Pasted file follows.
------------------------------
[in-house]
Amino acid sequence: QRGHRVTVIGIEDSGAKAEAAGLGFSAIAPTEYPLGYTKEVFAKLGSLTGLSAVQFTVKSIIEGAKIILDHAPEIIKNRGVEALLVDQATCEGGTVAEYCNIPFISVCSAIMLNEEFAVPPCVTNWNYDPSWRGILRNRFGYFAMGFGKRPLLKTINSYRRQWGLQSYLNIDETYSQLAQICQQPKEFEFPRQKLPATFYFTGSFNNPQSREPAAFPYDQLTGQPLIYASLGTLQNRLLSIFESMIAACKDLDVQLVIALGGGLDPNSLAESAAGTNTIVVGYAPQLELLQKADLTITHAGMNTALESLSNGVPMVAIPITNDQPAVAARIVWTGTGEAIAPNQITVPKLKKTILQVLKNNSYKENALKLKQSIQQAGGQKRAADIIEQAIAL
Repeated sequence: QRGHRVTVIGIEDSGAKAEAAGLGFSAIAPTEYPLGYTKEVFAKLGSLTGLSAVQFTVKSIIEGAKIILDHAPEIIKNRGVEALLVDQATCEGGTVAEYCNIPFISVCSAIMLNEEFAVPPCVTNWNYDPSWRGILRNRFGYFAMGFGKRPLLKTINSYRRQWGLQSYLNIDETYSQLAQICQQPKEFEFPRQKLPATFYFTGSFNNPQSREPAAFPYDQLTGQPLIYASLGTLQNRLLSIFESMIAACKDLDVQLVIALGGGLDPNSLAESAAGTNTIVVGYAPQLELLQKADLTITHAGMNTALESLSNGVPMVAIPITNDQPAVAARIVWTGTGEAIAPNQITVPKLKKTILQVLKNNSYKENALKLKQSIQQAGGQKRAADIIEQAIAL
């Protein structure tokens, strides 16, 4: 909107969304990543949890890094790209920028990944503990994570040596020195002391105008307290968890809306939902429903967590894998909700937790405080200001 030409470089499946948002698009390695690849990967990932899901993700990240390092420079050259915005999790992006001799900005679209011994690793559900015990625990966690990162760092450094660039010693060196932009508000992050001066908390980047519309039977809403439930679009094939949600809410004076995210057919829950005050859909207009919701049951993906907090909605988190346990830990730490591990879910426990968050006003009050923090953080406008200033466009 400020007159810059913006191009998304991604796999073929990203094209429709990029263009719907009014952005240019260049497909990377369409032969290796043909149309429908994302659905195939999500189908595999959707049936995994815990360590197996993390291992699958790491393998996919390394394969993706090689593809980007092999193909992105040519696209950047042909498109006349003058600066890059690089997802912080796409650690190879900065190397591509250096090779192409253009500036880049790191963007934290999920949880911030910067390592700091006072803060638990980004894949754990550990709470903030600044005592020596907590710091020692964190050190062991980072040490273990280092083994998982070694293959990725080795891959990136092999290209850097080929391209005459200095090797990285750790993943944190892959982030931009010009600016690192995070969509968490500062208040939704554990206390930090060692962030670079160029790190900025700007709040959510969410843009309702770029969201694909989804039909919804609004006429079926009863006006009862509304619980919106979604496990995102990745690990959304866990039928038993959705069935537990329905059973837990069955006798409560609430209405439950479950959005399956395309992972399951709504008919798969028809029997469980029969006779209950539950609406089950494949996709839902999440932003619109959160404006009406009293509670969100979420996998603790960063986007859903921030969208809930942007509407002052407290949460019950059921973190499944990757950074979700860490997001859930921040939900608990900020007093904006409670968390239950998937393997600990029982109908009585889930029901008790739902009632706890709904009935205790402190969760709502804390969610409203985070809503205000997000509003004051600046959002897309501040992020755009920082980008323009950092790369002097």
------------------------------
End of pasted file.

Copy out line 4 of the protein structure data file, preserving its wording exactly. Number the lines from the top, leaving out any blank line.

């Protein structure tokens, strides 16, 4: 909107969304990543949890890094790209920028990944503990994570040596020195002391105008307290968890809306939902429903967590894998909700937790405080200001 030409470089499946948002698009390695690849990967990932899901993700990240390092420079050259915005999790992006001799900005679209011994690793559900015990625990966690990162760092450094660039010693060196932009508000992050001066908390980047519309039977809403439930679009094939949600809410004076995210057919829950005050859909207009919701049951993906907090909605988190346990830990730490591990879910426990968050006003009050923090953080406008200033466009 400020007159810059913006191009998304991604796999073929990203094209429709990029263009719907009014952005240019260049497909990377369409032969290796043909149309429908994302659905195939999500189908595999959707049936995994815990360590197996993390291992699958790491393998996919390394394969993706090689593809980007092999193909992105040519696209950047042909498109006349003058600066890059690089997802912080796409650690190879900065190397591509250096090779192409253009500036880049790191963007934290999920949880911030910067390592700091006072803060638990980004894949754990550990709470903030600044005592020596907590710091020692964190050190062991980072040490273990280092083994998982070694293959990725080795891959990136092999290209850097080929391209005459200095090797990285750790993943944190892959982030931009010009600016690192995070969509968490500062208040939704554990206390930090060692962030670079160029790190900025700007709040959510969410843009309702770029969201694909989804039909919804609004006429079926009863006006009862509304619980919106979604496990995102990745690990959304866990039928038993959705069935537990329905059973837990069955006798409560609430209405439950479950959005399956395309992972399951709504008919798969028809029997469980029969006779209950539950609406089950494949996709839902999440932003619109959160404006009406009293509670969100979420996998603790960063986007859903921030969208809930942007509407002052407290949460019950059921973190499944990757950074979700860490997001859930921040939900608990900020007093904006409670968390239950998937393997600990029982109908009585889930029901008790739902009632706890709904009935205790402190969760709502804390969610409203985070809503205000997000509003004051600046959002897309501040992020755009920082980008323009950092790369002097």